Statement by
Susana Serrate-Sztein, M.D.
National Institute of Arthritis and Musculoskeletal and
Skin Diseases, National Institutes of Health
U.S. Department of Health and Human Services
Arthritis: A National Epidemic
before the
Subcommittee on Aging
Committee on Health, Education, Labor and Pensions
U.S. Senate

June 8, 2004

Good morning Mr. Chairman and Members of the Subcommittee. I am Dr. Susana Serrate-Sztein, Chief of the Rheumatic Diseases Branch in the National Institute of Arthritis and Musculoskeletal and Skin Diseases (NIAMS) at the National Institutes of Health (NIH). The NIAMS is the lead Institute at the NIH for research on arthritis and related diseases, though 18 other agency components also support research in this area. I am pleased to have this opportunity to testify before you today to highlight recent research advances and new NIH initiatives in the field of arthritis research. While the public health burden of arthritis and related conditions is significant - at the personal, community, and societal levels - we have made notable progress in understanding these diseases and how best to diagnose, treat, and ultimately prevent them. Indeed, as the number of Americans affected by arthritis increases with the aging of the population, the research community is faced with growing challenges as well. The NIH is fully committed to meeting these new challenges, and to pursuing the many promising scientific opportunities in this area of research.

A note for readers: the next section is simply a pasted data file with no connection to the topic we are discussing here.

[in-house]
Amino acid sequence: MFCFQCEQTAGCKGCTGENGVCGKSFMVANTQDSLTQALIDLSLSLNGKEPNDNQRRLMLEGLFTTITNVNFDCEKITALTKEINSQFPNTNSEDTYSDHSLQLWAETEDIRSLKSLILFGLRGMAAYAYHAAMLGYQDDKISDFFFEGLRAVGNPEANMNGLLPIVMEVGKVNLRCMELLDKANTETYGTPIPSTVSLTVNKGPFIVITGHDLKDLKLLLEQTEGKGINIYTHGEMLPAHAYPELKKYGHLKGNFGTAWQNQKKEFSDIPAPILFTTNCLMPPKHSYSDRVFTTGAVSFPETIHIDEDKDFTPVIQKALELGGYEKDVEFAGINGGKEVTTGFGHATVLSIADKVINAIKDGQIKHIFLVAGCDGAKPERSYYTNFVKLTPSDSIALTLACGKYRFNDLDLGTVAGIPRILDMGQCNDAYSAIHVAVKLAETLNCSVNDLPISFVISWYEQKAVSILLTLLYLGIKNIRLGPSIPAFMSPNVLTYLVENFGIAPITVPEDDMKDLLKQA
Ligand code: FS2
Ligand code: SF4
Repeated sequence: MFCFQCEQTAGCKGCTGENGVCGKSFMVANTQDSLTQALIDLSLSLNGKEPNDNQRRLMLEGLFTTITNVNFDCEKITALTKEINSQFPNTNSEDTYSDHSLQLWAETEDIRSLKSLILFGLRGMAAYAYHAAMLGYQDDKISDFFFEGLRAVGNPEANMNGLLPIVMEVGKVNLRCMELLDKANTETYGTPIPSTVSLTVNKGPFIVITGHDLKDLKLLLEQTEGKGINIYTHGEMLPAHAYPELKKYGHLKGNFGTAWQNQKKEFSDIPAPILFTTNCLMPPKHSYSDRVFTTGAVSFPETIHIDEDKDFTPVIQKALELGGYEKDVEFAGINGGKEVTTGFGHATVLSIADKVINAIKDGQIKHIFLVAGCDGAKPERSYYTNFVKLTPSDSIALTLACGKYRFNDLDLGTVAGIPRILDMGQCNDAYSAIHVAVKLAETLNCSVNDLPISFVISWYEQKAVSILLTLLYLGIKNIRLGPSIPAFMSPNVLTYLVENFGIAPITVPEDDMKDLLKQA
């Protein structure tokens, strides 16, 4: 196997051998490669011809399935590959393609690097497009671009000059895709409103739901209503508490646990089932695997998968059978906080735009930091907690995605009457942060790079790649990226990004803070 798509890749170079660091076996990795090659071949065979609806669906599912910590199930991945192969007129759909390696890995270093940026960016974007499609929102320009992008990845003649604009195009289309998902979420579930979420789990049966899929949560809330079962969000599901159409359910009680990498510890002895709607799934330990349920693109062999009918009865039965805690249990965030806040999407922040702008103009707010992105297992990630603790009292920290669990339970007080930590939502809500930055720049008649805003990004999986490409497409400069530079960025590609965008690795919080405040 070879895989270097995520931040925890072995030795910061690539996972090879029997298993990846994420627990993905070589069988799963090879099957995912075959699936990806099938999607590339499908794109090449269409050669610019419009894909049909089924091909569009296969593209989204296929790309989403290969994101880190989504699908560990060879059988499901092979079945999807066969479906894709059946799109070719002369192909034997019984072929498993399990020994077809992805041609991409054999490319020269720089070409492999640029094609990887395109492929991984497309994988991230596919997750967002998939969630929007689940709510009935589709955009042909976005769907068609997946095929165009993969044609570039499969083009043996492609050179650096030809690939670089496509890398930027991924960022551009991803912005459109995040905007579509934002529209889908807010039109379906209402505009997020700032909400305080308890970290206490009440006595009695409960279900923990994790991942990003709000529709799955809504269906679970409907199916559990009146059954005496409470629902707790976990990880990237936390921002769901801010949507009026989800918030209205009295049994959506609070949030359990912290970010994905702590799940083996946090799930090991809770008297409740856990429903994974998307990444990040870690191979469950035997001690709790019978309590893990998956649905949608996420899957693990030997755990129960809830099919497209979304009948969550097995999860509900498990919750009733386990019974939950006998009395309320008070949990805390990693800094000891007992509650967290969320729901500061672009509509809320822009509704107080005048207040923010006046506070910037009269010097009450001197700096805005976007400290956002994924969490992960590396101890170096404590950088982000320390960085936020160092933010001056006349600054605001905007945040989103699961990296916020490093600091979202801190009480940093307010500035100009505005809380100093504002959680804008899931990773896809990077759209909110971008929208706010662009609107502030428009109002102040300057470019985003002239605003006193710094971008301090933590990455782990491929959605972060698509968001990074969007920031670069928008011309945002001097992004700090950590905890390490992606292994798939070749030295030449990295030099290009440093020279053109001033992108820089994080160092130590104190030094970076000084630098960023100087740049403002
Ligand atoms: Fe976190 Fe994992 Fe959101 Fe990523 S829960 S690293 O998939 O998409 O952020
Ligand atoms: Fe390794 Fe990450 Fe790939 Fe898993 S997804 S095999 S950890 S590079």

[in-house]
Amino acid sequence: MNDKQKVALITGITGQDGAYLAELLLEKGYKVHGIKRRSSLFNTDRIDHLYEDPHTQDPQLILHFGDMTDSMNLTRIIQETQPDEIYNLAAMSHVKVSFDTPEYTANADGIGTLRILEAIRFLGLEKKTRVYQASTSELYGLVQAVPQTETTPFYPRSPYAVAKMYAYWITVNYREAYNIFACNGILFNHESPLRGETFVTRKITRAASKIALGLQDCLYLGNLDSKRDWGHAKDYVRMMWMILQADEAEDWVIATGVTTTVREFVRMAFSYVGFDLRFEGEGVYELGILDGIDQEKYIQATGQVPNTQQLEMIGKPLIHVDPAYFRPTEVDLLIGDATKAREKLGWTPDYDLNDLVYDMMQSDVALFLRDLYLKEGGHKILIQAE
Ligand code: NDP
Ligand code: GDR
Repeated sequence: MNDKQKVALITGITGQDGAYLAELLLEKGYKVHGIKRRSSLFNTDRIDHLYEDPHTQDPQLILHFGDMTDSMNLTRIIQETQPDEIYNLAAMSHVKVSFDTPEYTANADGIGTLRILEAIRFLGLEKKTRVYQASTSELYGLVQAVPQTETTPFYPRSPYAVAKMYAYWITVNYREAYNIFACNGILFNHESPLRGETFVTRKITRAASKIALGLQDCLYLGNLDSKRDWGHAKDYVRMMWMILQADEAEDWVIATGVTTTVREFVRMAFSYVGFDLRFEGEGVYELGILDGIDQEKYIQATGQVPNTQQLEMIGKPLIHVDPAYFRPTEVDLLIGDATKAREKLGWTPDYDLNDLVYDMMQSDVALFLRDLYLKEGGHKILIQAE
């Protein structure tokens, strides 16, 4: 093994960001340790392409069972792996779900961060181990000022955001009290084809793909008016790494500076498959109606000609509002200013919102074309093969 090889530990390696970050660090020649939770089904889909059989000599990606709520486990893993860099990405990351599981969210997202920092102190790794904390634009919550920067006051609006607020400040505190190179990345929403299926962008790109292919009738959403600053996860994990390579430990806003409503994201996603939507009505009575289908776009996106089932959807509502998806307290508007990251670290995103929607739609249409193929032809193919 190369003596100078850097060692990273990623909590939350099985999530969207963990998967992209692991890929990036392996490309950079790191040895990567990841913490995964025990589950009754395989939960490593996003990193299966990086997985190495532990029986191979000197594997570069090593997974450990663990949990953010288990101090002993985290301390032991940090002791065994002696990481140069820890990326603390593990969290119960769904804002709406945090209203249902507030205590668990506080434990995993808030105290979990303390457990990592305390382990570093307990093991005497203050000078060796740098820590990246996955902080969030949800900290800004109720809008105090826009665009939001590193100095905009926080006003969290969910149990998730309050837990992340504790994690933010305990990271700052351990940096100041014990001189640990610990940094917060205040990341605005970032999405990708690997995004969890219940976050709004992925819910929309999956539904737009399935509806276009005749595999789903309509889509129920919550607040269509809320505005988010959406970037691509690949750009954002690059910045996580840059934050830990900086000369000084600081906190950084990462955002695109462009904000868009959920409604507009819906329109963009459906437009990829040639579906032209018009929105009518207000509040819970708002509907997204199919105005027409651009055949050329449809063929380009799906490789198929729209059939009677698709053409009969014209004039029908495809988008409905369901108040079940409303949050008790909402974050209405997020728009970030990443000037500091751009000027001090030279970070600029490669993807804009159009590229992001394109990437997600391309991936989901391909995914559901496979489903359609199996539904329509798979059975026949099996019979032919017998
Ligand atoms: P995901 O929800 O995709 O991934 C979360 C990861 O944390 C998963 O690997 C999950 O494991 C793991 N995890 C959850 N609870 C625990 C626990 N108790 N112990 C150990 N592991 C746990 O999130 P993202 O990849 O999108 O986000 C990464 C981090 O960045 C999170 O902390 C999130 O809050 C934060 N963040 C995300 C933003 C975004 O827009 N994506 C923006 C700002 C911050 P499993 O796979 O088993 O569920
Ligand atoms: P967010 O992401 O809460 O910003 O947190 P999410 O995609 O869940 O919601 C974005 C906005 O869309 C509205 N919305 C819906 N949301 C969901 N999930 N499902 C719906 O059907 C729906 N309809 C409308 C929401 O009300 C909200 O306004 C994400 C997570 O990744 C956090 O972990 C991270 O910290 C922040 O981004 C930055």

Arthritis and related rheumatic diseases are characterized by inflammation and loss of function in one or more connecting or supporting structures of the body. These disorders especially affect the joints, tendons, ligaments, bones, and muscles. Common symptoms include pain, swelling, and stiffness that can be debilitating. Some rheumatic diseases also involve the internal organs. There are over 100 forms of arthritis and related conditions, and many of them can affect both children and adults. Research has shown that a number of these disorders are autoimmune in nature, and affect women and minorities disproportionately. Some of the more common forms include osteoarthritis (OA), rheumatoid arthritis (RA), systemic lupus erythematosus (SLE), scleroderma, and fibromyalgia.

Recent Advances